Brooklyn Rider re-energizing classical scene
By KYLE MACMILLAN January 23, 2013 4:40PM
♦ 7:30 p.m. Jan. 25
♦ University of Chicago, Mandel Hall, 1131 E. 57th St.
♦ Tickets, $35
♦ (773) 702-2787;
Updated: February 26, 2013 6:18AM
Colin and Eric Jacobsen now have something in common with novelist Annie Proulx, performance artist Meredith Monk, artist Kara Walker and dance legend Trisha Brown.
All are recently announced 2012 winners of a prestigious United States Artists Fellowship, a cultural honor that comes with a $50,000 unrestricted grant.
The New York-based brothers — a violinist and cellist — might not yet have the same level of recognition as many of their fellow recipients, but that’s likely to soon change.
Few musicians are doing more to shake up and re-energize the classical scene than this intrepid duo, which performs with Yo-Yo Ma’s Silk Road Ensemble and is a key force behind two groundbreaking groups — Brooklyn Rider and the Knights, an outside-the-box chamber orchestra.
Brooklyn Rider, a string quartet that joins Mozart and Beethoven with new works that blur into jazz, indie rock and pop, makes its first appearance Jan. 25 on the University of Chicago Presents series.
The ensemble, which is in its seventh season, will begin its Chicago program in conventional fashion with Felix Mendelssohn’s Quartet No. 1 in E-Flat Major, Op. 12, and then immediately will jet forward to the 21st century.
Highlighting the first half will be three selections from the quartet’s ongoing “Brooklyn Rider Almanac” series, in which it is commissioning short works by musicians across the spectrum of contemporary music. Each composer is asked to write something inspired by an artist from the past 50 years that has inspired him or her.
The project’s title was taken from “Almanach,” a collection of essays and artwork published in 1912 by the quartet’s namesake, “Der Blaue Reiter” (“The Blue Rider”). The short-lived group of avant-garde artists in Munich included Vasily Kandinsky and Franz Marc.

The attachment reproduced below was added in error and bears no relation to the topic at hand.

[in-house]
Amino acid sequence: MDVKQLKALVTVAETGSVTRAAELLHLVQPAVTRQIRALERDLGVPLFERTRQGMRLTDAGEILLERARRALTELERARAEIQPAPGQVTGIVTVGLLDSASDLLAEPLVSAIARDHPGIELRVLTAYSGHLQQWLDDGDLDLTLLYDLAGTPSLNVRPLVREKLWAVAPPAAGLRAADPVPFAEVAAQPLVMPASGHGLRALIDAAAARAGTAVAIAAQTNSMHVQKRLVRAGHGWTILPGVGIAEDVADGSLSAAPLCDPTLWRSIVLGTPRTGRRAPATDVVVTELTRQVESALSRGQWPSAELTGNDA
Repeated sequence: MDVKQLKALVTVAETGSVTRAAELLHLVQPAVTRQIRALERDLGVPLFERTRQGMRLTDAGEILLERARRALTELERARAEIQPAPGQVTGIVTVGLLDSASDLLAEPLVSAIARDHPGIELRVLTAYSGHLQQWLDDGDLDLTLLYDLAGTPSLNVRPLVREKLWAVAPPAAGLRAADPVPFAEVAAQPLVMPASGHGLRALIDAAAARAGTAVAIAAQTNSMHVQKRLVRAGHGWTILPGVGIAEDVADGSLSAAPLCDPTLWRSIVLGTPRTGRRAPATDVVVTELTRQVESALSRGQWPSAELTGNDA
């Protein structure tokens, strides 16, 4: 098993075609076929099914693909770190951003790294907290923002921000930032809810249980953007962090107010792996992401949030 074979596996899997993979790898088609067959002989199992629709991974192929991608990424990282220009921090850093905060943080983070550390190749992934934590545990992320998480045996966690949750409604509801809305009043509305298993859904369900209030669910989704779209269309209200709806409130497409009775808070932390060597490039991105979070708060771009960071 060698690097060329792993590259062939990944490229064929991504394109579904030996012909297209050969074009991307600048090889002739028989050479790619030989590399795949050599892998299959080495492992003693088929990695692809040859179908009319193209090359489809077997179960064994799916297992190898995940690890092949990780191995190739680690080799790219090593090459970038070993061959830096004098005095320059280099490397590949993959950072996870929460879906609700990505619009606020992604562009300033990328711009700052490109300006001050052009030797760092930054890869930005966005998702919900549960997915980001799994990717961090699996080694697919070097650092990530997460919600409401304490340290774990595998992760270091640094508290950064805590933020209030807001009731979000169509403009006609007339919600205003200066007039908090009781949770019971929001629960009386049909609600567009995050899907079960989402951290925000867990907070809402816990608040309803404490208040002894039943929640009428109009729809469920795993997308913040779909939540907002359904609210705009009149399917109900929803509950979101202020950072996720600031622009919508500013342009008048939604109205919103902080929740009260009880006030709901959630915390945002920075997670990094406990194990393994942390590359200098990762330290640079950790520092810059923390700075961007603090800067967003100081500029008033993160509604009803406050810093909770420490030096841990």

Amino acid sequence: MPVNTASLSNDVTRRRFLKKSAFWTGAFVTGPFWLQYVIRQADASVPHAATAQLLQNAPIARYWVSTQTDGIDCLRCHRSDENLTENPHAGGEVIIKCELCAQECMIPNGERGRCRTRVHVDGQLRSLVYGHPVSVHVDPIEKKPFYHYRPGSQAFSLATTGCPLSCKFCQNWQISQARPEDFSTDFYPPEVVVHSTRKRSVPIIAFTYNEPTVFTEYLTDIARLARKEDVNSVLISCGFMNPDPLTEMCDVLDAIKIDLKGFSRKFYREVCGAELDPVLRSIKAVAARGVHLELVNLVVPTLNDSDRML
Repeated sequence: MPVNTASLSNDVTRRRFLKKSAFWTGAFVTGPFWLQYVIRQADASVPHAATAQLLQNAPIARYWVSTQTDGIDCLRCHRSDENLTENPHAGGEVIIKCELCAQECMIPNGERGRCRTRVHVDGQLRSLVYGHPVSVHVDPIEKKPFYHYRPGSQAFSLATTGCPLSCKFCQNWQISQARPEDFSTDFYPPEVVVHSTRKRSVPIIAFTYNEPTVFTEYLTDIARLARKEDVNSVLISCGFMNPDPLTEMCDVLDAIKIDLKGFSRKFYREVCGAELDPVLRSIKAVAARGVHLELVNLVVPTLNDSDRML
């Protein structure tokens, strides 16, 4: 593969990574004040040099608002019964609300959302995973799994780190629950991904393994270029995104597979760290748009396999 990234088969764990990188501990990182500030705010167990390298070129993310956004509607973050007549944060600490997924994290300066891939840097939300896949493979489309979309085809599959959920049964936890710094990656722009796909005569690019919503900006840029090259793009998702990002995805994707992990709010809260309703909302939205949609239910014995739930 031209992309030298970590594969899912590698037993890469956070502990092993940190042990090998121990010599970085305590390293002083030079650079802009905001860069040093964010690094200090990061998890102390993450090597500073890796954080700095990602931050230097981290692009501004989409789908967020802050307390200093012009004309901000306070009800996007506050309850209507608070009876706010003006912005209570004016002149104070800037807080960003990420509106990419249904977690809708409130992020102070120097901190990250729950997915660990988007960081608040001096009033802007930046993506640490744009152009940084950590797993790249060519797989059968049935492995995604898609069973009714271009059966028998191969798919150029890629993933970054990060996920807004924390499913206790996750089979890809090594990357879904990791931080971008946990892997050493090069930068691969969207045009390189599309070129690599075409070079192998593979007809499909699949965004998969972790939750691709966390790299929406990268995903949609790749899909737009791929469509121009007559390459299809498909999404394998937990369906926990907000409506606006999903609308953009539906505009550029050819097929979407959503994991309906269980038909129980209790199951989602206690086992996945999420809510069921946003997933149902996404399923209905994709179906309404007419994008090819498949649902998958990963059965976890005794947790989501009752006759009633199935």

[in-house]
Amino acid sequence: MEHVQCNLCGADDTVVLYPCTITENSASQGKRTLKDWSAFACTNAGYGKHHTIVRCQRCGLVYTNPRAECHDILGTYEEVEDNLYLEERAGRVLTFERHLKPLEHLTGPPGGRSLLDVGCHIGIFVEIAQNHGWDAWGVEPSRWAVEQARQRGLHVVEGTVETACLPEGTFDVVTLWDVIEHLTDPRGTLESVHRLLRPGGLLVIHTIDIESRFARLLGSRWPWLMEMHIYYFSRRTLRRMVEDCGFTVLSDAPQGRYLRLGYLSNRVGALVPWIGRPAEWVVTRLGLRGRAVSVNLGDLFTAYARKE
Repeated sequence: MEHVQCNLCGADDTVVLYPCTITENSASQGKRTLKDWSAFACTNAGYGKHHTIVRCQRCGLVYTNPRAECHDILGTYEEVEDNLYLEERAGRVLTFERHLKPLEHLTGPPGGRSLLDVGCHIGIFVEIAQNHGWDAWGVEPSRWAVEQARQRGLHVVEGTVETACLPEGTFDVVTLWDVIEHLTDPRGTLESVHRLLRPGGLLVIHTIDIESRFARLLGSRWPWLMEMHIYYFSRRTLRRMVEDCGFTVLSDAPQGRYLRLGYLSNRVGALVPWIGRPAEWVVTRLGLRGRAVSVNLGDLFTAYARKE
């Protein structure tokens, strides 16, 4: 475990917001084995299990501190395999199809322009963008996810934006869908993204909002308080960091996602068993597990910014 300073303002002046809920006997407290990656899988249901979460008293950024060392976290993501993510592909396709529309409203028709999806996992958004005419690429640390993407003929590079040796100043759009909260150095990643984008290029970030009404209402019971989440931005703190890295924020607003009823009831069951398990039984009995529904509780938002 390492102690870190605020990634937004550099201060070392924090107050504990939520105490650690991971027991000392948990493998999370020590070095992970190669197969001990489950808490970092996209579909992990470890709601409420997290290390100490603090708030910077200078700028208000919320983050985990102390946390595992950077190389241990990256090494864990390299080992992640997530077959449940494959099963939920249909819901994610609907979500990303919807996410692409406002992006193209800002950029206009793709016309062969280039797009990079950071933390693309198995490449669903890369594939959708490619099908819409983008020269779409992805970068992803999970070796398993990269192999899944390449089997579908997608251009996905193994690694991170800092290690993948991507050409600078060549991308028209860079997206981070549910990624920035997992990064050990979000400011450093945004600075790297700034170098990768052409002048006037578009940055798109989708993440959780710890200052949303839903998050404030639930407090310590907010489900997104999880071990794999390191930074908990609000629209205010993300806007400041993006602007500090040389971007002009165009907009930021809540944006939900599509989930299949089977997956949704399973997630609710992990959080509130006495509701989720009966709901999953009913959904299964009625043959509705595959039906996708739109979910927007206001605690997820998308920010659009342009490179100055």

The “Almanac” works on the program will be “tralala” by singer-songwriter Christina Courtin (inspired by Igor Stravinsky), “Maintenance Music” by Celtic fiddler and jazz musician Dana Lyn (inspired by Mierle Laderman Ukeles, artist-in-residence with the New York Sanitation Department) and “Dig the Say” by jazz pianist Vijay Iyer (inspired by James Brown).
Rounding out the evening will be cross-genre composer John Zorn’s “The Alchemist,” Colin Jacobsen’s “Three Miniatures for String Quartet” and “Steven Steps,” written collectively by the four members of Brooklyn Rider.
It is the kind of brash, free-wheeling program that Colin, 34, and Eric, 30, thrive on.
Although orchestras and chamber ensembles regularly introduced works until World War II, a kind of museum mentality subsequently seized the classical world in which preserving the past became more important than engaging the here and now.
Many reasons led to this transformation, but a key factor was the shift of musical composition to the world of academia, where an audience-defying brand of atonality became the predominant style for decades.
Colin and Eric want to restore the spirit of creativity that was integral to classical music for centuries by bringing a sense of journey and adventure to their programs with ever-changing, often just-minted repertoire.
“The overall goal is that these forms that we’ve inherited, that we grew up experiencing with our parents, the music that we love from the classical canon — we can bring those forms into the present,” Colin said. “And it feels like a good time to be able to do that.”
With iTunes, Pandora and the many other high-tech ways to tune into music today, listeners can jump from a raga to rap or Vienna to Memphis in a second or two. Because of this ease of accessibility, Colin said, tastes have broadened, and people more open to new sounds.
Eric and Colin see their United States Artist Fellowship as a big endorsement of their efforts to revitalize classical music, and they plan to use their grant to keep doing more.
“It’s obviously a huge honor,” Colin said, “and for us, sort of an adrenaline shot for what we do.”
Kyle MacMillan is a locally based free-lance writer.